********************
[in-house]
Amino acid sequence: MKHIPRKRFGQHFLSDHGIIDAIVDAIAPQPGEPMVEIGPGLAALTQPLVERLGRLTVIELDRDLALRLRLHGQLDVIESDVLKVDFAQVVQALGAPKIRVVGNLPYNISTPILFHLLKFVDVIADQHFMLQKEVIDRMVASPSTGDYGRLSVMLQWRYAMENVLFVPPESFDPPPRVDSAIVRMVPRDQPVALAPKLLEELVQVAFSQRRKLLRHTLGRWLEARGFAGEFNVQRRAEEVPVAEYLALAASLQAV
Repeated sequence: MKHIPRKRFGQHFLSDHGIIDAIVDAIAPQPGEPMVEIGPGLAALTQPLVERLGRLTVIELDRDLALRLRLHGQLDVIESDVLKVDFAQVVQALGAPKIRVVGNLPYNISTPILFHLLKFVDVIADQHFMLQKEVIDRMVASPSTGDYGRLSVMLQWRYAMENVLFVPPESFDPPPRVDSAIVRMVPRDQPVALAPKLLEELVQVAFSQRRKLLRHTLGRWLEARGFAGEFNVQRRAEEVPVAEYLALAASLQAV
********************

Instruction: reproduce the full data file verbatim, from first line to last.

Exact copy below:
[in-house]
Amino acid sequence: MKHIPRKRFGQHFLSDHGIIDAIVDAIAPQPGEPMVEIGPGLAALTQPLVERLGRLTVIELDRDLALRLRLHGQLDVIESDVLKVDFAQVVQALGAPKIRVVGNLPYNISTPILFHLLKFVDVIADQHFMLQKEVIDRMVASPSTGDYGRLSVMLQWRYAMENVLFVPPESFDPPPRVDSAIVRMVPRDQPVALAPKLLEELVQVAFSQRRKLLRHTLGRWLEARGFAGEFNVQRRAEEVPVAEYLALAASLQAV
Repeated sequence: MKHIPRKRFGQHFLSDHGIIDAIVDAIAPQPGEPMVEIGPGLAALTQPLVERLGRLTVIELDRDLALRLRLHGQLDVIESDVLKVDFAQVVQALGAPKIRVVGNLPYNISTPILFHLLKFVDVIADQHFMLQKEVIDRMVASPSTGDYGRLSVMLQWRYAMENVLFVPPESFDPPPRVDSAIVRMVPRDQPVALAPKLLEELVQVAFSQRRKLLRHTLGRWLEARGFAGEFNVQRRAEEVPVAEYLALAASLQAV